As a career accelerator with a tuition refund guarantee, we have always been focused on employment outcomes for our students. Going Remote hasn’t changed that! We thought we’d pause today to explain how.
First of all, our career placement services are built on one-on-one relationships. Our Employer Partnership Managers work with students individually to develop a professional portfolio, define a strategy, and conduct a job search. And they don’t let off until you’ve signed that offer letter! Since we’ve gone remote, our placement team has digitized their curriculum so it’s accessible to all our students, and they’ve continued working one-on-one over Zoom.
Those one-on-one relationships aren’t exclusive to students. It’s the same approach our team takes with their network of hiring managers and recruiters. From curriculum advisory panels to guest speaker lunchtime talks, we involve employers as often as we can. We forge a personal relationship that encourages repeat hiring, open communication, and trust.
Lastly, your job search kicks off with a bang in our staple Developer Days and Data Scientist Days. Normally, these are in-person demonstrations of capstone projects that end in a reverse job fair with employers. On April 16th, we hosted our first-ever virtual Developer Day. Over 160 people tuned into it live! Not only did we maintain the quality of the event, but we increased attendance and visibility. That event, especially while remote, kick starts your job search, connects you with employers, and increases your visibility as a candidate.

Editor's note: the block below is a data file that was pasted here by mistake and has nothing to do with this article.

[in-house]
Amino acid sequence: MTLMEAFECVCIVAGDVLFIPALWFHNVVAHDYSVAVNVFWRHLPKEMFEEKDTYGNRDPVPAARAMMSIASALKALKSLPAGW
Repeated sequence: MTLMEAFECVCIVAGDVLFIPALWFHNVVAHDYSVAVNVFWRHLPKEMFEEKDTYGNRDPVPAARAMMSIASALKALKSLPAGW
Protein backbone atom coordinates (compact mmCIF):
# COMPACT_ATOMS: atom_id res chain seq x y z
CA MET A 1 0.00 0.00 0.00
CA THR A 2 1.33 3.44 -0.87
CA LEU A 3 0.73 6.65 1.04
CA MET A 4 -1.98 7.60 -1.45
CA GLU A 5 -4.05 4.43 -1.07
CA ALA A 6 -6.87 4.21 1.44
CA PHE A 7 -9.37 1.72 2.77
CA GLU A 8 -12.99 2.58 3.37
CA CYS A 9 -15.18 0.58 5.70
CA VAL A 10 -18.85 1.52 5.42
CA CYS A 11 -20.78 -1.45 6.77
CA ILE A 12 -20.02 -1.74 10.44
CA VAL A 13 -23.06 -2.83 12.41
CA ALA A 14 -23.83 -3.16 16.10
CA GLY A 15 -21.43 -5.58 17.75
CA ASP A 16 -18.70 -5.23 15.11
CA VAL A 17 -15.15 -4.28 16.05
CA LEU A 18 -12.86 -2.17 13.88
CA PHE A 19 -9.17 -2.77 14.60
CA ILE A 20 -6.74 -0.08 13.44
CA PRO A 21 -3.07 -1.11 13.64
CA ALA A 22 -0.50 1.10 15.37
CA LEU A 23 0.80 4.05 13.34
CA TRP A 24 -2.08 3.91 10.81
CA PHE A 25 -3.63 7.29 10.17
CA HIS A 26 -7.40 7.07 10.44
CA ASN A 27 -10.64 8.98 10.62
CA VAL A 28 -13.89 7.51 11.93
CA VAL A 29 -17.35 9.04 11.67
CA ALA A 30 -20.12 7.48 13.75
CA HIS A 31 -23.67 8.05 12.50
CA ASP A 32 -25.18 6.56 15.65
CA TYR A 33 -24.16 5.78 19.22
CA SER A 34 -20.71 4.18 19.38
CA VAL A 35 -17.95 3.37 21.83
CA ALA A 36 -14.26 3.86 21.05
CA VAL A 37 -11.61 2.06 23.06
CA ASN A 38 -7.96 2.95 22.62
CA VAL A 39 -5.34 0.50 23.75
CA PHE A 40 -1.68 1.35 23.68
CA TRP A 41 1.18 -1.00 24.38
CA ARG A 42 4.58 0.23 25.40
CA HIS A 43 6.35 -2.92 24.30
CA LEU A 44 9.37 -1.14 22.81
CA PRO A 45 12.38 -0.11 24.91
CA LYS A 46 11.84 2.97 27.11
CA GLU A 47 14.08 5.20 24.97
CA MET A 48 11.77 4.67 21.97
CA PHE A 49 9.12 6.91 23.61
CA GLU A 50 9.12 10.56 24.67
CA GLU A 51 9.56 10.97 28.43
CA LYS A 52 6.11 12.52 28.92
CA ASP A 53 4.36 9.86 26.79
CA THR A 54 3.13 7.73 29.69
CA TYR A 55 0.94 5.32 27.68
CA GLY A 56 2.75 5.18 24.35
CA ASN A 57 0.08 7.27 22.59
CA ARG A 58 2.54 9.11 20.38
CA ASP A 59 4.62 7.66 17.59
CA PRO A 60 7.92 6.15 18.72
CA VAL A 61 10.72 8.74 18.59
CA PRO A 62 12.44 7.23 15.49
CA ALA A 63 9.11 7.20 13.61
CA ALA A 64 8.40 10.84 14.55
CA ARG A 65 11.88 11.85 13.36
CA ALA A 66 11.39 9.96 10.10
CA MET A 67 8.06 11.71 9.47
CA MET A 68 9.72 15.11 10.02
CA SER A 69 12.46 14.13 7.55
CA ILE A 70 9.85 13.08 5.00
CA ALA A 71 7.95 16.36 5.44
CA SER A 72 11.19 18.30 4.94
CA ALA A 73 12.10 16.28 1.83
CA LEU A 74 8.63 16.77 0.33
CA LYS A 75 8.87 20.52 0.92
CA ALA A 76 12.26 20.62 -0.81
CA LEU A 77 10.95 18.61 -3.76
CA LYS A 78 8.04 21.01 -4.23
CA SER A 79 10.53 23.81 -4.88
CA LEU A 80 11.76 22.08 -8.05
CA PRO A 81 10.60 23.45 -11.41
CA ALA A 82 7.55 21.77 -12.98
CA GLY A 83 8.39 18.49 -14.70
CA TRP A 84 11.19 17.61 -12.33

In person or remote, we remain committed to empowering life change and helping our students land jobs in new career fields.
If you’ve been affected by COVID-19 in any way (layoffs, health, family, etc), check out our recently announced COVID-19 Relief Scholarship.
Hi, my name is Douglas Hirsh, and I’m a Web Development Instructor at Codeup Dallas! I’m passionate about technology, software, human behavior, and teaching. As we prepare to launch our first cohort in Dallas, I want to share why I decided to teach at Codeup.
Quick about me: I’m a self-taught developer! I have enjoyed an 18 year career in tech, during which I’ve worked at companies ranging from small startups to Fortune 50 and made my way up through the ranks to Senior Developer. I’ve also worked as an instructor at another coding bootcamp and a CTO of a local startup.
How did I hear about Codeup? I saw them post on Slack! I was excited about the idea of returning to teaching, and reached out. We began talking, and I spent over a dozen hours getting to know their team, from management to instruction. During our conversations, I made up my mind: I wanted to work for Codeup. Here’s why!